He filled in so many gaps on his family, and I was grateful. We also talked about my family, of course. His genuine interest and care touched my heart. Now I’m inspired to widen the search. To be honest, some of the conversations ahead may be painful…losses unshared, evolved misunderstandings…who knows what I will encounter. The risk is worth the reward of knowing these people… overdue as it is.

5) Shared Sacrifice – This is a new expression for me. I thought it was a concept borne out of our fight as a nation against the Coronavirus. However, it’s been used before – this idea of all of us cinching up our belts for one another’s sakes. President Obama talked about “shared sacrifice” and now President Trump calls us to it. Sociologist Jerome Karabel posted this week a beautiful piece on how the US steps up during times of war:

“America’s history demonstrates that, in times of war, we can rise above our ardent individualism and suspicion of the government and come together to defend the public good. So if we can…come to perceive today’s crisis as a war, we will rise to the occasion as we have done in the past. 

Following the attack on Pearl Harbor, a spirit of shared sacrifice was everywhere visible: in the thousands of men and women who volunteered for duty, in the public’s acceptance of rationing, in labor’s no-strike pledge, in the purchase of war bonds by Americans of every economic level, and in the eighteen million “victory gardens” which produced one-third of the nation’s vegetables. During World War II, business converted to wartime production with astonishing speed, producing 300,000 military planes, 86,000 tanks, and 71,000 ships…[Today] the nation is at war with a deadly and stealthy foe. Like World War II, the current situation demands personal sacrifice and social solidarity. But unlike in World War II, we cannot wait years to win the war; this is a war that must be won in weeks, or at most, months. Every day of delay has the potential to cost thousands of lives. And if we do not act with decisiveness now, the toll may go well beyond the 405,399 Americans who died in World War II.” – Jerome Karabel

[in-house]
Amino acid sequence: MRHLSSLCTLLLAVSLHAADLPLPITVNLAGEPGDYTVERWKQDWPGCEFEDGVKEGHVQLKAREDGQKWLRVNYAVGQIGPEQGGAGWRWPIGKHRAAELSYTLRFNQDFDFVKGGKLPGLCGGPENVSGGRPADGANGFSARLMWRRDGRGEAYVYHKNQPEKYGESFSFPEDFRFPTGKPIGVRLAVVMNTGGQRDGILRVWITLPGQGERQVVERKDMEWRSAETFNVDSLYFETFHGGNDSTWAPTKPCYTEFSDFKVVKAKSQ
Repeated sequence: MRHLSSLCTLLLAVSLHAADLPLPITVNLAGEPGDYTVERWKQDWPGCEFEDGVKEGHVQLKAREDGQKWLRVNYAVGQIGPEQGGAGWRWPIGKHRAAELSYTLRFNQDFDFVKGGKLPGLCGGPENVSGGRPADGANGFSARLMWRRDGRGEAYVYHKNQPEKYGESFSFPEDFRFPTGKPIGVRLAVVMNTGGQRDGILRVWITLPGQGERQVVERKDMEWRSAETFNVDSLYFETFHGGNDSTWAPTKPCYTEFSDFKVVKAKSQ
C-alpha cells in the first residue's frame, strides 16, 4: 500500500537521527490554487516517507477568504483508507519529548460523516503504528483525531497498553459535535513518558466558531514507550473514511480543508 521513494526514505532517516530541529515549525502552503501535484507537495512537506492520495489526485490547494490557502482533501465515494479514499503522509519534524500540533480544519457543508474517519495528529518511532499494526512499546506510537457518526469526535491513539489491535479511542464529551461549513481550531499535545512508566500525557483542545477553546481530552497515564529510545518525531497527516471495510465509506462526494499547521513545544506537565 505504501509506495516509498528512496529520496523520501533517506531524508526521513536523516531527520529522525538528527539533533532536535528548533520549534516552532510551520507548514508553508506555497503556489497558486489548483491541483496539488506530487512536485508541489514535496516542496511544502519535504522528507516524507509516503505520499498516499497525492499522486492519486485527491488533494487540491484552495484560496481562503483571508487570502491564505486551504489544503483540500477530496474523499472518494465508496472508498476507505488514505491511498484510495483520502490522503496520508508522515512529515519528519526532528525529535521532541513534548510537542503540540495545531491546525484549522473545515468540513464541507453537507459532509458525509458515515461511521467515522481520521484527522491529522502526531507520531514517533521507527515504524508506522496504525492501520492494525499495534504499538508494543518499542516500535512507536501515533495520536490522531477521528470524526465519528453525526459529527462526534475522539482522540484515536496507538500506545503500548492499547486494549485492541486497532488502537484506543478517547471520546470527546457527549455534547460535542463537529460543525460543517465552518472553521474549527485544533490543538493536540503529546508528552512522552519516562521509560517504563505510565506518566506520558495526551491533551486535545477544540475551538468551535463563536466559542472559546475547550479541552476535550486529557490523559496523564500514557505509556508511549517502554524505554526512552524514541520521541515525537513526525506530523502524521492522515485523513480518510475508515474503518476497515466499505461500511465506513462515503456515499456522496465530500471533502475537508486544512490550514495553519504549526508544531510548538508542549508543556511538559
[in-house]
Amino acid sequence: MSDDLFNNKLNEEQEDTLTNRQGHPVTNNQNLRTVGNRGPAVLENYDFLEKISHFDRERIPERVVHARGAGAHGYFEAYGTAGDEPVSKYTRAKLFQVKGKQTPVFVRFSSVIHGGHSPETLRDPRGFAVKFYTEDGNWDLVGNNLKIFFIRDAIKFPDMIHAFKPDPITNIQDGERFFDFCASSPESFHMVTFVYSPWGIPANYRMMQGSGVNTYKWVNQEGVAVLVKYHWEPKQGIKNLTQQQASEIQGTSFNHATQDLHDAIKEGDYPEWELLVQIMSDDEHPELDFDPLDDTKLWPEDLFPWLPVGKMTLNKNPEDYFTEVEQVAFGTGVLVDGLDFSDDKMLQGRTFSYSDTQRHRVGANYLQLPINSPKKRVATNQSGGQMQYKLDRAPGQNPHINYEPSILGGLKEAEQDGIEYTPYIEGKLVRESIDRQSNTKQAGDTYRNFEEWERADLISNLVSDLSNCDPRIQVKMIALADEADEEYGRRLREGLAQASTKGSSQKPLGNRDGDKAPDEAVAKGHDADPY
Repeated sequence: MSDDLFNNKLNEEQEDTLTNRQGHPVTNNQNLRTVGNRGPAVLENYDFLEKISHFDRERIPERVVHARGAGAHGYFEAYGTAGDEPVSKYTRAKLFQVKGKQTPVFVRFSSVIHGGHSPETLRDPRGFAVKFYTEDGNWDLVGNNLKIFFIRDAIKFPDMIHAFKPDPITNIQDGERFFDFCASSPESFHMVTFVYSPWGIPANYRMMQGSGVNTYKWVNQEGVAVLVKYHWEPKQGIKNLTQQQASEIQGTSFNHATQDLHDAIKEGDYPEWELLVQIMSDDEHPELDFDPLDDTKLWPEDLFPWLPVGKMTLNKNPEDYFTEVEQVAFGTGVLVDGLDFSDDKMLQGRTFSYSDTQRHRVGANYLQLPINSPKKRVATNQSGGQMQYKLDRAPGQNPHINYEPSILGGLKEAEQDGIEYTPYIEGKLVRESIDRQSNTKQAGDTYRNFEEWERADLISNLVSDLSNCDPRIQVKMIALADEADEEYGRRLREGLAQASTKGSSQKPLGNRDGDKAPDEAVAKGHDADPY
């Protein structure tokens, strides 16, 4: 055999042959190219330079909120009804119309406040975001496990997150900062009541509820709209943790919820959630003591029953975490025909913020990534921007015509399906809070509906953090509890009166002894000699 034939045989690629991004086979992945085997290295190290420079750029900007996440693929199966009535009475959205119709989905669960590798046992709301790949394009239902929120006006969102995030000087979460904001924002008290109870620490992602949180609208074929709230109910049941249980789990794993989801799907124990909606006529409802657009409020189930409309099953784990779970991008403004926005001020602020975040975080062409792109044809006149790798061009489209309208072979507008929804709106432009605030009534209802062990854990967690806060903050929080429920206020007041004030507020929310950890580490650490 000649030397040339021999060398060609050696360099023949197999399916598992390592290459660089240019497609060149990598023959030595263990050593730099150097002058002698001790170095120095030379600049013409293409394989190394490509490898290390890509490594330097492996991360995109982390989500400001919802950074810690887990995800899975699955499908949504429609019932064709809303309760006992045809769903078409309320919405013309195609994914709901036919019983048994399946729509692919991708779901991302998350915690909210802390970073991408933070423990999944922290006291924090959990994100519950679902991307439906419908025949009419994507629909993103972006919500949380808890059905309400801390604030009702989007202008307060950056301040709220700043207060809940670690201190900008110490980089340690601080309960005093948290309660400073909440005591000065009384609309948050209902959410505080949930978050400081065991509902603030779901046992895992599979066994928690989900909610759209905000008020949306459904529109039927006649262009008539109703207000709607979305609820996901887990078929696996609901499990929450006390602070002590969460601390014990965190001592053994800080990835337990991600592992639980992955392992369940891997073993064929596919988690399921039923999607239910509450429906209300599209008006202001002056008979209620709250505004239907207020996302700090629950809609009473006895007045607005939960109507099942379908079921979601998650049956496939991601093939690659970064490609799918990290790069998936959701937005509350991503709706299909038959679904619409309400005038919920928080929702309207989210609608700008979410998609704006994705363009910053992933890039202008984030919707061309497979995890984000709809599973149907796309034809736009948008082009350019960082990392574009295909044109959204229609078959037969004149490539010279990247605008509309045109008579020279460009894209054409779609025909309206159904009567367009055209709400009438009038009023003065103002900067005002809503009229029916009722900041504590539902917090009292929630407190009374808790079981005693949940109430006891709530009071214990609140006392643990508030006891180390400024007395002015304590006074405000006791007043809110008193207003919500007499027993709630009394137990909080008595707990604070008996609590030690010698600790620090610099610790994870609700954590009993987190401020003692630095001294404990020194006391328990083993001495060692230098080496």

As government advances billions, if not trillions, of dollars into our economy, we in the private sector, businesses and private citizens, can share the burden of a nation under attack…and we will.

Photo Credit: Chili’s, Facebook

Walmart Announces Special Cash Bonus and Early Payment of Q1 Bonuses Totaling Nearly $550 Million for Hourly Associates

Kevin Love Kicks Off Support Drive for Arena Workers with $100k Pledge – Dave McMenamin – Just one of many stories of professional athletes showing appreciation for the many whose work serves their fans during a time when games have been cancelled/postponed.

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That’s five of my favorites for the week. How about you? The Comment section below is waiting for your words on life in this season of the Coronavirus.

Stay well.

Bonuses:

ImagePhoto Credit: Twitter, Lifeway

I’ve Been Working From Home for Eight Days. The Netflix-and-quarantine Life is Not That Chill. – Geoffrey A. Fowler

30 Edifying Things to Watch When Stuck at Home – Brett McCracken

Remember Typing Class: The Class That Actually Mattered in the Long Run – Dana Daly – I am still an fast and accurate typist, thanks to Coach Dan Smith, back in high school. How about you?

Paris Museums Put 100,000 Images Online for Unrestricted Public Use – Jason Kottke

Why I Hate That Howard Thurman Quote

How Giving up Refined Sugar Changed My Brain – Michael Grothaus

YouTube Video – Maurizio Marchini Serenades City of FLorence From His Balcony During the Italian Quarantine Lockdown

YouTube Video – Heartwarming Moments Quarantined Italians Sing Together From Balconies – check out other videos of Italians quarantined, singing to one another from their balconies.

Monday Morning Moment – the Positive Power of a Community of Women

First off, this is for you women out there. Men could also profit reading, because it speaks to a need they have as well. [At the bottom, Guys, is a link marked with an * that speaks to a situation worth assessing, along with this one.] Today, I am writing to women though because it’s women I know best and whose community I need most.